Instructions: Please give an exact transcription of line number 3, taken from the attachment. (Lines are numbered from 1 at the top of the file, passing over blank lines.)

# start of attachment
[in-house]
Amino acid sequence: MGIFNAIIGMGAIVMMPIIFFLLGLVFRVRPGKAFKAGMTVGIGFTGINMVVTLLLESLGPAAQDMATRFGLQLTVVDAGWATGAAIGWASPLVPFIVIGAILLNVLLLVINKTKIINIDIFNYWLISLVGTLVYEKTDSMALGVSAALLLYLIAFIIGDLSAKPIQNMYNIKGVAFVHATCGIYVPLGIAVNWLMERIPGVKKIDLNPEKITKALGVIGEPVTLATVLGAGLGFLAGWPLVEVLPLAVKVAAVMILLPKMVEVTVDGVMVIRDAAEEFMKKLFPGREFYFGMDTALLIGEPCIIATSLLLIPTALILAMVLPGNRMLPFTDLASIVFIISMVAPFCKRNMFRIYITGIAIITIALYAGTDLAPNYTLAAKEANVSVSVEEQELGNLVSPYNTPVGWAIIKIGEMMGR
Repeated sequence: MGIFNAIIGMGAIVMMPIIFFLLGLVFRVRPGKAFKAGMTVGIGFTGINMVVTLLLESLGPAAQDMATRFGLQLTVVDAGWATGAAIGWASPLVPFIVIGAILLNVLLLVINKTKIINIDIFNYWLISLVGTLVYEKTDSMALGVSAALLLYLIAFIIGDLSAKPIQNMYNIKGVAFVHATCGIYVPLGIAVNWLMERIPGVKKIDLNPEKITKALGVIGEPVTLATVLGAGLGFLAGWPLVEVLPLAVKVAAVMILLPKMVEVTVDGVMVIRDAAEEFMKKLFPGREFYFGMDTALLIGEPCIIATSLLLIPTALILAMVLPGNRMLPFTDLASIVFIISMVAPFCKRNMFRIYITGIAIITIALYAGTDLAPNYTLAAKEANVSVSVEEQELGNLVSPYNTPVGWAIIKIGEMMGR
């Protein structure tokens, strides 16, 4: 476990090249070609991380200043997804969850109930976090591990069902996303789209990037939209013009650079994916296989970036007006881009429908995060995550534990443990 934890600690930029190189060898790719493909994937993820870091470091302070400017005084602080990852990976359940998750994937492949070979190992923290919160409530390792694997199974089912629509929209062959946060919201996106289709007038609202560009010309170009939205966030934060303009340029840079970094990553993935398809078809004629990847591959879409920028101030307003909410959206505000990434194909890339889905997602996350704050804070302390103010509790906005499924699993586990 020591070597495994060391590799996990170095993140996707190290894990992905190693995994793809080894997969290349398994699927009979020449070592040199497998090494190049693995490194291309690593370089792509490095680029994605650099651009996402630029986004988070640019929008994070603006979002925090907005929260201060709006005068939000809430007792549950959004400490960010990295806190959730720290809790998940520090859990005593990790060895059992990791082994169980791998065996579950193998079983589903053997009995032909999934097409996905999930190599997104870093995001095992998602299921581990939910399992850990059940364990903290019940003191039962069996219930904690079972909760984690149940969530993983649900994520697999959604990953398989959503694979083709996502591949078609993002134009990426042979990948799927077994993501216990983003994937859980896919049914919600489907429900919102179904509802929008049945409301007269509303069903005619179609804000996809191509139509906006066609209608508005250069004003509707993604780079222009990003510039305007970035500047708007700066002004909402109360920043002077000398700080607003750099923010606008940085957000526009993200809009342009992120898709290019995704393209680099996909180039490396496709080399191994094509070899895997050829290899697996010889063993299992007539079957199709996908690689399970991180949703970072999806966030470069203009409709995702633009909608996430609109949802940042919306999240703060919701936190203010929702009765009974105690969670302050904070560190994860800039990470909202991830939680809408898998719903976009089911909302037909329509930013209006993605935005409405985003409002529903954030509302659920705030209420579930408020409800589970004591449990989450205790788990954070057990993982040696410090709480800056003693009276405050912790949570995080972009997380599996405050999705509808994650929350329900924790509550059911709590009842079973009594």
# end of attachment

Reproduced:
Repeated sequence: MGIFNAIIGMGAIVMMPIIFFLLGLVFRVRPGKAFKAGMTVGIGFTGINMVVTLLLESLGPAAQDMATRFGLQLTVVDAGWATGAAIGWASPLVPFIVIGAILLNVLLLVINKTKIINIDIFNYWLISLVGTLVYEKTDSMALGVSAALLLYLIAFIIGDLSAKPIQNMYNIKGVAFVHATCGIYVPLGIAVNWLMERIPGVKKIDLNPEKITKALGVIGEPVTLATVLGAGLGFLAGWPLVEVLPLAVKVAAVMILLPKMVEVTVDGVMVIRDAAEEFMKKLFPGREFYFGMDTALLIGEPCIIATSLLLIPTALILAMVLPGNRMLPFTDLASIVFIISMVAPFCKRNMFRIYITGIAIITIALYAGTDLAPNYTLAAKEANVSVSVEEQELGNLVSPYNTPVGWAIIKIGEMMGR